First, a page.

Google Buys London Office Property For $1B: What You Need To Know

By Phil Hall

Alphabet Inc (NASDAQ:GOOG) (NASDAQ:GOOGL) is acquiring an office property in London for $1 billion.

What Happened: According to a report in the trade journal Building Design, the company is purchasing a site called Central Saint Giles, located near the British Museum. The company currently rents 40% of the space at the 11-story property, which is known in London for its multicolored façade, and it has pledged a multi-million-dollar refurbishment that include team pods, outdoor covered working areas, and new spaces that can be reconfigured in multiple ways.

The acquisition comes as Alphabet, which owns Google, is building a new U.K. headquarters roughly 1.5 miles across London, opposite the King’s Cross train station.

Google has more than 6,400 employees in the U.K., including 700 who joined their workforce in 2021, and it will be able to accommodate 10,000 employees when its new properties are opened for business.

Related Link: Will 50% Of US Homes Be Bought With Cryptocurrency? Ryan Serhant Weighs In

Why It Matters: At a time when many companies are challenged by the workplace-versus-remote work debate that continues with the ongoing COVID-19 surges, Google is putting its focus on a near-future where work is centered in the office.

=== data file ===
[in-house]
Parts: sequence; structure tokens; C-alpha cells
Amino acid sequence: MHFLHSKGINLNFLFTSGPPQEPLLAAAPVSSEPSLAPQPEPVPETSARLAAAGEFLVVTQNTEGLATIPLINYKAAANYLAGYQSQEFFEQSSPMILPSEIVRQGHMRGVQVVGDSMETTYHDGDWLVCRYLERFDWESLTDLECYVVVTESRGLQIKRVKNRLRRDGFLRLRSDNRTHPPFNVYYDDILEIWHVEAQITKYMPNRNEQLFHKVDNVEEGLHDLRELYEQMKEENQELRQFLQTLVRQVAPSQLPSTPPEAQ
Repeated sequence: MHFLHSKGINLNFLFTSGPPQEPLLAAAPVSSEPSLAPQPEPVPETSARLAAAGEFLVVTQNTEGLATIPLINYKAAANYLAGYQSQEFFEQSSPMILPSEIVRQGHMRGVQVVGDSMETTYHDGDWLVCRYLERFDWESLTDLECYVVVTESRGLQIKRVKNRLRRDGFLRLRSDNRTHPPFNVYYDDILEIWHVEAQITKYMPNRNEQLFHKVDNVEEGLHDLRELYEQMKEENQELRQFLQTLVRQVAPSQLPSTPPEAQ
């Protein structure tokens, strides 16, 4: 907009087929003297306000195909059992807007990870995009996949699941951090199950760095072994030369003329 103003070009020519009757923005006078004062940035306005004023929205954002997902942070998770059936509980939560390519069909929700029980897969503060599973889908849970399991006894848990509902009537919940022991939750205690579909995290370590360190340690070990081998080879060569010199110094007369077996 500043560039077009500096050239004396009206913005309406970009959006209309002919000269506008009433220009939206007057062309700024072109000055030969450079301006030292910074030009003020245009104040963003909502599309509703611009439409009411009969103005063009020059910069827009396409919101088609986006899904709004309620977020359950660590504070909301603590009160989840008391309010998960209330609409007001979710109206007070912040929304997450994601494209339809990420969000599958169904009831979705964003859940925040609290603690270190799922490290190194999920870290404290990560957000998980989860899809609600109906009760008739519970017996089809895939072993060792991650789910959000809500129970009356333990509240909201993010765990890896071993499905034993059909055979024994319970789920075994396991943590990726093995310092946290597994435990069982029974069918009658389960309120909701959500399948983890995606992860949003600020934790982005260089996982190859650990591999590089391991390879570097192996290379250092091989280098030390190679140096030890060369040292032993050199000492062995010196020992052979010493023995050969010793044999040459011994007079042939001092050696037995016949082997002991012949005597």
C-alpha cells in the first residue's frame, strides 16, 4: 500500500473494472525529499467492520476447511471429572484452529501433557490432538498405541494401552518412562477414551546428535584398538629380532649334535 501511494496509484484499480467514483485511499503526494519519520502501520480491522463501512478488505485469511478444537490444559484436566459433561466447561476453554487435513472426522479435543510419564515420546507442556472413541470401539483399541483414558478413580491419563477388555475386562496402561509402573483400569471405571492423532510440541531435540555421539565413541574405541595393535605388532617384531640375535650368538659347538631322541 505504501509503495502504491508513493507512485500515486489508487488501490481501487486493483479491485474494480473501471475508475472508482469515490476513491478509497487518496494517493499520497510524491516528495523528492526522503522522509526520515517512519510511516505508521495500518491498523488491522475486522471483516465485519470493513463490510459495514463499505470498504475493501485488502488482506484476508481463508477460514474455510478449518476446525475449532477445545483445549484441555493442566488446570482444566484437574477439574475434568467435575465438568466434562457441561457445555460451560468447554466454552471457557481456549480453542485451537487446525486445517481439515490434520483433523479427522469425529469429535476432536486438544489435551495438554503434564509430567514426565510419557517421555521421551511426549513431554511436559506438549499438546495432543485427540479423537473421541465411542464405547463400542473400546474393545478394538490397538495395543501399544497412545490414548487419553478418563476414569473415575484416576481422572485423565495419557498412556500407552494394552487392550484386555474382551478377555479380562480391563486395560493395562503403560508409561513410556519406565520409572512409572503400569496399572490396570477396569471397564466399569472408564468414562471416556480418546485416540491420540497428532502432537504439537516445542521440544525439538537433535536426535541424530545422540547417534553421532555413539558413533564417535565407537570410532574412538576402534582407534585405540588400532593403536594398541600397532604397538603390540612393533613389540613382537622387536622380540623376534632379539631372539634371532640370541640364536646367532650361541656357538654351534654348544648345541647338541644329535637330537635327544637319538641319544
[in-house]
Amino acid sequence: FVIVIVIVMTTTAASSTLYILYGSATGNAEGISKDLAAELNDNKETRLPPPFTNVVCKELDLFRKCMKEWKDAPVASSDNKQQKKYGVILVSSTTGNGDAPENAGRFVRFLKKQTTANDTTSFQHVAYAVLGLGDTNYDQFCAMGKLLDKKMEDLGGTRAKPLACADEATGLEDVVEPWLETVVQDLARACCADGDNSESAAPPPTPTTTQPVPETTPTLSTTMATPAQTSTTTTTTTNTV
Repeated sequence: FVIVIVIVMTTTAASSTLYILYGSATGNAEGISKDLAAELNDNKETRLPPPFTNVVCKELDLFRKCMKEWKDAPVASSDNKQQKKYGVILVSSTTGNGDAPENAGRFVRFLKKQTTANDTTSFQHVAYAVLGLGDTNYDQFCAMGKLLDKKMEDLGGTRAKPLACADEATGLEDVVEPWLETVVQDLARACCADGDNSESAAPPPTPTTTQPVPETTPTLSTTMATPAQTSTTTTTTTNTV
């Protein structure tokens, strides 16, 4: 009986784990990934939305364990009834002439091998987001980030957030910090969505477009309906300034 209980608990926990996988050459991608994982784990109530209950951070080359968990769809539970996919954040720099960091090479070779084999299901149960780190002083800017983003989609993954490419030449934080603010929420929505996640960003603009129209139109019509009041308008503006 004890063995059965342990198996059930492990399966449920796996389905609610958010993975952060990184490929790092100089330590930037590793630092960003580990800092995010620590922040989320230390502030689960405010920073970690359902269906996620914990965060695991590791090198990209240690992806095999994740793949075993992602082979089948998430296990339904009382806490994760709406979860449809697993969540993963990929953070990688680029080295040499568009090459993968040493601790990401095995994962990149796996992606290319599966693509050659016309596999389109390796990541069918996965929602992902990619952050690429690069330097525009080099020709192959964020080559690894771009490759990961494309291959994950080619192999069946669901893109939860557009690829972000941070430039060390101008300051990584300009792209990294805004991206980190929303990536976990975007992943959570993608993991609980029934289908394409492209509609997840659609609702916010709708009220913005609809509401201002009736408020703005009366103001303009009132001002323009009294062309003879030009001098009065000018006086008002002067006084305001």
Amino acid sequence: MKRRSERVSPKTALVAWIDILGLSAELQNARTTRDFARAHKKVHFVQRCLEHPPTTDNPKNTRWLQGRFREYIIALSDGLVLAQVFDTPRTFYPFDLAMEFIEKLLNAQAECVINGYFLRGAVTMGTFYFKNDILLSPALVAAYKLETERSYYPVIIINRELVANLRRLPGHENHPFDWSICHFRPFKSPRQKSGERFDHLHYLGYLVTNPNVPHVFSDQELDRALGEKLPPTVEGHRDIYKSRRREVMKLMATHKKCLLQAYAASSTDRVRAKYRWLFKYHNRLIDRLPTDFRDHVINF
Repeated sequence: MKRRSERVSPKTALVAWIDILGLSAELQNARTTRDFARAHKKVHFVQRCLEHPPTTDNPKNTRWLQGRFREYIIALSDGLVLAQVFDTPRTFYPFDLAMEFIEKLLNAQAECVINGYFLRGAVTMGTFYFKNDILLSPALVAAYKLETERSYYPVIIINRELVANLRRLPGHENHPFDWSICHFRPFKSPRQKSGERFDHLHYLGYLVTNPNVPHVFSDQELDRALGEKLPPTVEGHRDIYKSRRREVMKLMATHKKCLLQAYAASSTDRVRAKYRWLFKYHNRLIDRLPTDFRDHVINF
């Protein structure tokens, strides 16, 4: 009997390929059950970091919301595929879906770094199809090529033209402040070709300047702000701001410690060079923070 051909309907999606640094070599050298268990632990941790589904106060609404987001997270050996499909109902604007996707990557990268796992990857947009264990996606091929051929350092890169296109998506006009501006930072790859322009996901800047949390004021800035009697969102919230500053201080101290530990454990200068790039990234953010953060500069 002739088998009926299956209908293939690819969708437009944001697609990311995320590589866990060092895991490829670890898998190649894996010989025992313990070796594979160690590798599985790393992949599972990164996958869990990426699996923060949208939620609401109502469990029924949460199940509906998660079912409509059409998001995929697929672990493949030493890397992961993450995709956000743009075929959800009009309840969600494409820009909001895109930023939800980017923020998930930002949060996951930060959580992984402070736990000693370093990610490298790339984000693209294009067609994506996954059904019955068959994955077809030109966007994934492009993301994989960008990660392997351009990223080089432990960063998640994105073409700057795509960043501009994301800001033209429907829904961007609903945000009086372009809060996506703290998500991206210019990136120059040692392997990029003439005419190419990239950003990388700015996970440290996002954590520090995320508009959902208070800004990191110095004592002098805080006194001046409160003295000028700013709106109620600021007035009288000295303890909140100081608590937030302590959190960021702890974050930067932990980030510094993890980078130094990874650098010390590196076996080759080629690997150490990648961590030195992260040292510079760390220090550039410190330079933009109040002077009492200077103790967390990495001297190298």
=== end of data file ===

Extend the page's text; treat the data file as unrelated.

Ronan Harris, Google’s vice president for the U.K. and Ireland, stated the Central Saint Giles property “represents our continued confidence in the office as a place for in-person collaboration and connection.”

The company’s confidence is also intact on the other side of the Atlantic: last year, Google vowed to spend $7 billion on office and data center expansions across the U.S., including $1 billion in its California headquarters state.

Photo: Central Saint Giles, courtesy of Google

What is inkl?

Important stories

See news based on value, not advertising potential. Get the latest news from around the world.

Trusted newsrooms

We bring you reliable news from the world’s most experienced journalists in the most trusted newsrooms.

Ad-free reading

Read without interruptions, distractions or intrusions of privacy.